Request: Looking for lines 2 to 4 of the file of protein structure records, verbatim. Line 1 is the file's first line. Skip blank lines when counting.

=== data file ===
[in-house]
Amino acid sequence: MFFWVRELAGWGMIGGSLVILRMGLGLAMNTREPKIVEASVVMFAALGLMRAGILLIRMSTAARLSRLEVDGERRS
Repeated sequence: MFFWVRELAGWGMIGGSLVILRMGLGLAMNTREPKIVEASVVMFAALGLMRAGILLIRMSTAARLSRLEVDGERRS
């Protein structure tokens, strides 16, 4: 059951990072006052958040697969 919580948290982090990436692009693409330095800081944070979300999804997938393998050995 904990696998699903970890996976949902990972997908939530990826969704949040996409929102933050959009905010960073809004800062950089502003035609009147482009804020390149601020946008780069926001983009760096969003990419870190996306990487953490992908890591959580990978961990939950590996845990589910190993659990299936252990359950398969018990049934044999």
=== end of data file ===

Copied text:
Amino acid sequence: MFFWVRELAGWGMIGGSLVILRMGLGLAMNTREPKIVEASVVMFAALGLMRAGILLIRMSTAARLSRLEVDGERRS
Repeated sequence: MFFWVRELAGWGMIGGSLVILRMGLGLAMNTREPKIVEASVVMFAALGLMRAGILLIRMSTAARLSRLEVDGERRS
């Protein structure tokens, strides 16, 4: 059951990072006052958040697969 919580948290982090990436692009693409330095800081944070979300999804997938393998050995 904990696998699903970890996976949902990972997908939530990826969704949040996409929102933050959009905010960073809004800062950089502003035609009147482009804020390149601020946008780069926001983009760096969003990419870190996306990487953490992908890591959580990978961990939950590996845990589910190993659990299936252990359950398969018990049934044999």